Approaching Pain's Layers through Hypnosis

Under the suggestive power of hypnosis, subjects can be convinced that they're feeling pain when no stimulus is given.

The Scientist Staff
Mar 27, 2005

© 2004 Elsevier

The figure shows regions activated during physically induced pain (left), hypnotically induced pain (middle), and imagined pain (right). In contrast to physically and hypnotically induced pain, the imagined condition provided minimal activation in the anterior cingulated cortex, insula, and secondary somatosensory cortex. Activation in primary somatosensory cortex was observed only during hypnotically induced pain. (From S.W.G. Derbyshire et al., Neuroimage, 23:392–401, 2004.)

Under the suggestive power of hypnosis, subjects can be convinced that they're feeling pain when no stimulus is given. Other subjects can be taught to control the amount of pain they feel, as with a dial. Appearing to work well in as many as 15% of people tested, hypnosis can tap into the brain's ability to produce and modulate pain as well as the maddening subjectivity of the experience. Using sophisticated brain imaging techniques in concert with the power of suggestion, scientists are getting closer to parsing the emotional and sensory aspects of pain.

"Studies with hypnosis are very elegant," says Northwestern University's Apkar Apkarian, noting that such studies were some of the first to separate different aspects of pain. Stuart Derbyshire, at the University of Pittsburgh, notes hypnosis' parlor-trick reputation: "People think they'll be clucking like a chicken." But serious study can be done under highly controlled circumstances. Hypnosis is about becoming highly focused on one thing and allowing that focus to be controlled externally, he says.

In Derbyshire's recent experiment,1 subjects were told that when tapped on the foot once, they would experience 30 seconds of heat pain; two taps to the foot indicated a 30-second period of rest. But some hypnotized subjects reported experiencing pain in absence of the noxious stimulus. Derbyshire considered such pain to be hypnotically induced. This hypnotically induced pain triggered brain activation very similar to that for actual heat pain. In the control case, subjects were asked to imagine pain without any noxious stimulus. Under this imaginary condition, pain was not experienced by most subjects and only fleetingly in two subjects; brain activation was absent in the areas usually associated with such pain.

Derbyshire, however, did not have a nonhypnotized control, suggesting that the increase in pain experience might have been due to the expectation of pain. But he still achieved his objectives, he contends – generating a pain experience without a stimulus. "We expected to use hypnosis to bring about that effect, but it really doesn't matter to us that much if it was not actually due to the hypnosis," he says.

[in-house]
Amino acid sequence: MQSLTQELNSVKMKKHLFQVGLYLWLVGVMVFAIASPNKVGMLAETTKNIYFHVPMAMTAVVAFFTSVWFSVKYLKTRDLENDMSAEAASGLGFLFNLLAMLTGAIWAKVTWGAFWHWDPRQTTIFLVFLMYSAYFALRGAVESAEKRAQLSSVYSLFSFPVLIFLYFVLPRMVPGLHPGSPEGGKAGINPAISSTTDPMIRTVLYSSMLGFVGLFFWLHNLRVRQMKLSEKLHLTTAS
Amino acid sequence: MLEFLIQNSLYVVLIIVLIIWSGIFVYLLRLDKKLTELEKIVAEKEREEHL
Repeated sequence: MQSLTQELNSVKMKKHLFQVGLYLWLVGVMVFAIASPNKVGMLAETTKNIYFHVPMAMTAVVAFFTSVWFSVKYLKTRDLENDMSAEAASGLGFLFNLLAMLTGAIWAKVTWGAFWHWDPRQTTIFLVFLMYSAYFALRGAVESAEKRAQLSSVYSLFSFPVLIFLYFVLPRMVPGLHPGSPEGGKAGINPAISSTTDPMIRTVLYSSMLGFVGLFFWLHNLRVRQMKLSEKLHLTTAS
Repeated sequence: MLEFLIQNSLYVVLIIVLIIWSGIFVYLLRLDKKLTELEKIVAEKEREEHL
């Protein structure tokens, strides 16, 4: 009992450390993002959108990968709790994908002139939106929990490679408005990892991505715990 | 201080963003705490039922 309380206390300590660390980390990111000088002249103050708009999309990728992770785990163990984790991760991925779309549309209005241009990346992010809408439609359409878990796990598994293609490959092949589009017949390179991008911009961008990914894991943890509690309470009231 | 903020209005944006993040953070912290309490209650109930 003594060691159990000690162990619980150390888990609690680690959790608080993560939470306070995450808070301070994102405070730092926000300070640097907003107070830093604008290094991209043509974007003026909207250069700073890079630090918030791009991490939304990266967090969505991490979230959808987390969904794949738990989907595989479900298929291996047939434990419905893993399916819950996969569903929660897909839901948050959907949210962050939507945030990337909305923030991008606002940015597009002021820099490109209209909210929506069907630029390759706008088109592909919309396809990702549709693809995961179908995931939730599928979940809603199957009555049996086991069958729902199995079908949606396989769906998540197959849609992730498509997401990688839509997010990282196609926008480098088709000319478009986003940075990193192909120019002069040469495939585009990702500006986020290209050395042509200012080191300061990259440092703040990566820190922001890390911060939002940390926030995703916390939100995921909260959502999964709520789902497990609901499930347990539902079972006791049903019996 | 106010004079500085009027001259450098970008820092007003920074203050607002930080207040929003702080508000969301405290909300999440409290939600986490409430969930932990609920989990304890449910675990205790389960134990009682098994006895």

Where Derbyshire created a pain experience without a stimulus, imaging and pain researcher Pierre Rainville typically employs a methodology that changes the experience of an actual stimulus. As part of an influential 1997 study,2 Rainville, an assistant professor of stomatology at the University of Montreal, had hypnotized subjects and told them to imagine a dial that they could turn up or down to affect the sensation of their hand, which was immersed in hot water. Positron emission tomography imaging studies showed that the modulation of the sensory area of the somatosensory cortex was proportional to the subjective modulation that the subjects were reporting.

In related experiments, Rainville and colleagues targeted the emotional aspect. They told subjects that they'd feel a burning, pricking sensation in their hand, but through suggestion convinced subjects that they were experiencing various levels of pain intensity. In fact, the sensation was the same in each case; only the external suggestion differed. At the end of each scan, subjects reported what trials were more or less unpleasant. Researchers found the corresponding modulation in the anterior cingulate cortex, the cortical part of the limbic system.

It's still unclear, however, whether hypnosis facilitates a widely applicable model for pain exploration. When Derbyshire talks about hypnosis at conferences, he still gets people saying "That's very interesting, but what's it got to do with the real world?" Roughly 15% of the population can be easily hypnotized such that their pain experience is altered. "The onus is on us to prove why that is," says Derbyshire. Rainville downplays the downsides, saying that only another 15% are not responsive, meaning 85% are somewhat to very responsive. Picturing a therapeutically relevant use for such methods, Rainville notes, "It's important to realize that even if someone might not be highly responsive, it doesn't mean they wouldn't get some benefit."